A reddit reader posed the question “I want to read 12 history books in one year to know ‘all the things’, what should be on the list?”
After much debate, the 12 below were chosen.
…offers a wide-ranging survey that helps readers understand both the complexities of great events (e.g., the French Revolution, the First World War, or the collapse of great imperial systems) and the importance of historical analysis. It also provides a careful summary of the modern political changes that have affected the social and cultural development of all modern cultures.
This is the best history we have of Europe in the postwar period and not likely to be surpassed for many years.
Part history, part memoir, this unconventional account of the fate of the Baltic nations is also an important reassessment of WWII and its outcome.
Written in a narrative style that captures both the scope and detail of the Russian revolution, Orlando Figes’s history is certain to become one of the most important contemporary studies of Russia as it was at the beginning of the 20th century.
Keay’s narrative spans 5,000 years, from the Three Dynasties (2000–220 BC) to Deng Xiaoping’s opening of China and the past three decades of economic growth. Broadly chronological, the book presents a history of all the Chinas—including regions (Yunnan, Tibet, Xinjiang, Mongolia, Manchuria) that account for two-thirds of the People’s Republic of China land mass but which barely feature in its conventional history.
No better guide to the modern history of the Arab world could be found than Eugene Rogan. He is attentive as much to the insider accounts in Arab memoirs as to the imperial schemes hatched in drawing rooms in Paris and London, as concerned with popular movements and uprisings as with elite reformism, and unafraid to confront directly and with the best evidence and documentation available the vexed issues of colonialism, Orientalism, and the Arab-Israeli conflict.
Regardless of whether the reader agrees with it, anyone with an interest in the Middle East should have read this book at least once.
The twentieth century is usually seen as “the century of total war,” but as the historian David Bell argues in this landmark work, the phenomenon actually began much earlier, in the age of Napoleon. Bell takes us from campaigns of “extermination” in the blood-soaked fields of western France to savage street fighting in ruined Spanish cities to central European battlefields where tens of thousands died in a single day. Between 1792 and 1815, Europe plunged into an abyss of destruction, and our modern attitudes toward war were born.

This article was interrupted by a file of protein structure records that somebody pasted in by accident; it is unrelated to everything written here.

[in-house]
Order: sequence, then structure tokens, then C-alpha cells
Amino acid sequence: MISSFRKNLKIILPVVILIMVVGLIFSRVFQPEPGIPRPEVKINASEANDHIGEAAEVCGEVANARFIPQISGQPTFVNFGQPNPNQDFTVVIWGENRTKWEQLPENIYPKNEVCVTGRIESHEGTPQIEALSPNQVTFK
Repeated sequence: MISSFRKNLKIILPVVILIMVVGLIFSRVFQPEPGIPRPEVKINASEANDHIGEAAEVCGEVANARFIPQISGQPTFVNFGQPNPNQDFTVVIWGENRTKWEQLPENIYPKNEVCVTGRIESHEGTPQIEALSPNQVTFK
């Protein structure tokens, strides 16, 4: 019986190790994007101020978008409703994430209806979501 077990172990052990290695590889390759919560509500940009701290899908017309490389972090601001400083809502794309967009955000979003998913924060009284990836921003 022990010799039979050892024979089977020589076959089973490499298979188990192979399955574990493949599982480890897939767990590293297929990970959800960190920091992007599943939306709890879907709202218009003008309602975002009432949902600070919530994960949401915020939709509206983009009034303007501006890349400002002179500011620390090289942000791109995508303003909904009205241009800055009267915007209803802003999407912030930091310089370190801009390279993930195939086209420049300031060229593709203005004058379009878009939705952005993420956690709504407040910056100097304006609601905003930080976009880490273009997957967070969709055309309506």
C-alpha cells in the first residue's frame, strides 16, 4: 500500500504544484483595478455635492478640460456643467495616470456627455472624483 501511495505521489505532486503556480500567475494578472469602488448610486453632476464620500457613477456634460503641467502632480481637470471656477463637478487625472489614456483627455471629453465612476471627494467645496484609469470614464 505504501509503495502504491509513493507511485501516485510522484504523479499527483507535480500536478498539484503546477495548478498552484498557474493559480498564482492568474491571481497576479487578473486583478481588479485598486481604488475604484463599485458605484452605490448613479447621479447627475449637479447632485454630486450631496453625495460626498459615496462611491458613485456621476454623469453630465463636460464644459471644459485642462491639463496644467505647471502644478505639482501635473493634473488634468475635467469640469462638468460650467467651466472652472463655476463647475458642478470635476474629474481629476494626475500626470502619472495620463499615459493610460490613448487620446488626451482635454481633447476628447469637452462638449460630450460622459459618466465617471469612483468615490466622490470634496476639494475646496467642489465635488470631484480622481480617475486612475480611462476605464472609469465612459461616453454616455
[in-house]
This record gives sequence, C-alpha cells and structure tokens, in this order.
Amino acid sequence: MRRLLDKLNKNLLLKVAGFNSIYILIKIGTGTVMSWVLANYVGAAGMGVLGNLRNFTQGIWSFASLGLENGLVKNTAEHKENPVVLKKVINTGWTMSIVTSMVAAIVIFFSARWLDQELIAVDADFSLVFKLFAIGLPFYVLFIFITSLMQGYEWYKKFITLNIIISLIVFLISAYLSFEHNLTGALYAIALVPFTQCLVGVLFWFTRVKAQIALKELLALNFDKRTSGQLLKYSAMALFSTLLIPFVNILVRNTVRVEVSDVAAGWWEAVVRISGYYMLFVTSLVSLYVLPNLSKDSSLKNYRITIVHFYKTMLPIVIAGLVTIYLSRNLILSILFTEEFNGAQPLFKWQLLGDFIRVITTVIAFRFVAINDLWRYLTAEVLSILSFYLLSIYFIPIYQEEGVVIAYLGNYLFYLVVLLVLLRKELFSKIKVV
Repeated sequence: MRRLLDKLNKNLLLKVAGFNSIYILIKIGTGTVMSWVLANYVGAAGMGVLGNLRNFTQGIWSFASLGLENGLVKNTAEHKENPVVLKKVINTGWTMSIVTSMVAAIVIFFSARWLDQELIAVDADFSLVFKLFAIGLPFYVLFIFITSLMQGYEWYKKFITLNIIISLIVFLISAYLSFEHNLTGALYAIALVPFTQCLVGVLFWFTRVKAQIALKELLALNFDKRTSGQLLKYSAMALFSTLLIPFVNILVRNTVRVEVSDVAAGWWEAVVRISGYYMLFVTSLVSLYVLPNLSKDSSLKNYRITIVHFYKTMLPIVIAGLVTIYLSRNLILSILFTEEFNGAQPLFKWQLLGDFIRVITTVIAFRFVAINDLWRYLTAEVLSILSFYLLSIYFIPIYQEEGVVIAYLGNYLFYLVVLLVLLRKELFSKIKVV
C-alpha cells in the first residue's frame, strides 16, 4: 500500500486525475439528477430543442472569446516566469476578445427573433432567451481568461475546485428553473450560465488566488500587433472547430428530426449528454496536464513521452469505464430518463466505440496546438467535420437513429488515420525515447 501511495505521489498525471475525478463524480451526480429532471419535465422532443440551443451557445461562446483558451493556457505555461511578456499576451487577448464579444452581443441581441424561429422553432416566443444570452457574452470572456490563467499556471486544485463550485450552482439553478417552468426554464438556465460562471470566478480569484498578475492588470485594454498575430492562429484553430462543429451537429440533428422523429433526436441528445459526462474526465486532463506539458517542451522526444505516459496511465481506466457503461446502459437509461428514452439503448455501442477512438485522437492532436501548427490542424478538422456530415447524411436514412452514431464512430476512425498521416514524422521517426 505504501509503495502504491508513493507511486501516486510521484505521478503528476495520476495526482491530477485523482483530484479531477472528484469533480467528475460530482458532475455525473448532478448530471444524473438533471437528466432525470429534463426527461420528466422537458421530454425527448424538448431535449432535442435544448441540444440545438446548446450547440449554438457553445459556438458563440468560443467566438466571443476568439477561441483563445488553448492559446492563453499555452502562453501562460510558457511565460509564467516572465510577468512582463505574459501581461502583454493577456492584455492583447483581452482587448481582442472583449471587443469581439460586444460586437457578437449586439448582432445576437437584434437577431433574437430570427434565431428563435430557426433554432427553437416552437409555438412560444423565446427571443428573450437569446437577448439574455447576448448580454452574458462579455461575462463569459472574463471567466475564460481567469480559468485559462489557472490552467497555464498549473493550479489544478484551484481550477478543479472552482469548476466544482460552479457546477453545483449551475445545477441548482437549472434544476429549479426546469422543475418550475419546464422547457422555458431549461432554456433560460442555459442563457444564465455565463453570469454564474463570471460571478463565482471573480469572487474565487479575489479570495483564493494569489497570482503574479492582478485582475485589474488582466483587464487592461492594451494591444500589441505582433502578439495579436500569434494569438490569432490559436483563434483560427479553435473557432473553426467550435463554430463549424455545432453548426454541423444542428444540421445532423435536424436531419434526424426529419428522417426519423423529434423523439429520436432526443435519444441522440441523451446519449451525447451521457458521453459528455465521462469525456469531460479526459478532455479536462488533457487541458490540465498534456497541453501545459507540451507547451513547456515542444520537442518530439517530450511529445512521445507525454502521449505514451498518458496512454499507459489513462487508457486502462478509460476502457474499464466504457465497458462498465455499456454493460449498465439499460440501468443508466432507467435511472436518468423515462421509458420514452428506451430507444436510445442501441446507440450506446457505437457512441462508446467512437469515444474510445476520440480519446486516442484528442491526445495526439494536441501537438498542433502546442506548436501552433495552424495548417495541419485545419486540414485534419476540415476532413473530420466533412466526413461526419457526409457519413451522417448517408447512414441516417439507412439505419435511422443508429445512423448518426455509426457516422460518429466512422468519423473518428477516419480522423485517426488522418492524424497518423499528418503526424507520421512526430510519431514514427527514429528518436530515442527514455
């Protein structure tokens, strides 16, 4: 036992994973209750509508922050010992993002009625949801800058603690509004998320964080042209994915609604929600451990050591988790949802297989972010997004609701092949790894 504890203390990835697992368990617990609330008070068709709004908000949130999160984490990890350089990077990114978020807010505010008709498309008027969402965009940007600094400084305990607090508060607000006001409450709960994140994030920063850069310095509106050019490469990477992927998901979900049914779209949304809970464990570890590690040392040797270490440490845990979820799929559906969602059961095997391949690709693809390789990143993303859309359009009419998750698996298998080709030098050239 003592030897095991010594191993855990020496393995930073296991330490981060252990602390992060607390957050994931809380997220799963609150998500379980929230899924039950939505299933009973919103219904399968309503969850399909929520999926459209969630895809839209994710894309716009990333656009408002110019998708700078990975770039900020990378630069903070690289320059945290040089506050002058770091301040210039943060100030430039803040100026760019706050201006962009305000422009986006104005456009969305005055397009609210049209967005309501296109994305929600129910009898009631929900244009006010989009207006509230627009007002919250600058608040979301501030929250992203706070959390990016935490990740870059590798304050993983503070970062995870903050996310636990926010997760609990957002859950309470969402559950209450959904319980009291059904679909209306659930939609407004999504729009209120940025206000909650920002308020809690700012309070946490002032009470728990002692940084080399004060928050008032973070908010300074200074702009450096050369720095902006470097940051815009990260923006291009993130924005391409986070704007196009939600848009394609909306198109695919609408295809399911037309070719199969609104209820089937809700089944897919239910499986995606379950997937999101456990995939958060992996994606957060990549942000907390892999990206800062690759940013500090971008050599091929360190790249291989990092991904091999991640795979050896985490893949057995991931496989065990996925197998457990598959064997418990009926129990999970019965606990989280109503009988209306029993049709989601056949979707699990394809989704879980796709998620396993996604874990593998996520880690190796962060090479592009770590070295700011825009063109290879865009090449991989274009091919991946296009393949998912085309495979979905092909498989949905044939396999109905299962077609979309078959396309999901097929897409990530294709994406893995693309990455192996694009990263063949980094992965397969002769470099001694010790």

a work of majestic scale, written with great skill. It explores the growing consciousness, during a half century of revolutionary change, of the oldest and most extreme form of human exploitation. Concentrating on the Anglo-American experience, the historian also pursues his theme wherever it leads in western culture. His book is a distinguished example of historical scholarship and art.
…examines cross-cultural encounters before 1492, focusing in particular on the major cross-cultural influences that transformed Asia and Europe during this period: the ancient silk roads that linked China with the Roman Empire, the spread of the world religions, and the Mongol Empire of the thirteenth century. The author’s goal throughout the work is to examine the conditions–political, social, economic, or cultural–that enable one culture to influence, mix with, or suppress another. On the basis of its global analysis, the book identifies several distinctive pattern of conversion, conflict, and compromise that emerged from cross-cultural encounters.
I believe this is the best medieval history textbook.
Green offers a particularly trenchant analysis of what has been seen as the conscious dissemination in the East of Hellenistic culture, and finds it largely a myth fueled by Victorian scholars seeking justification for a no longer morally respectable imperialism. His work leaves us with a final impression of the Hellenistic Age as a world with haunting and disturbing resemblances to our own. This lively, personal survey of a period as colorful as it is complex will fascinate the general reader no less than students and scholars.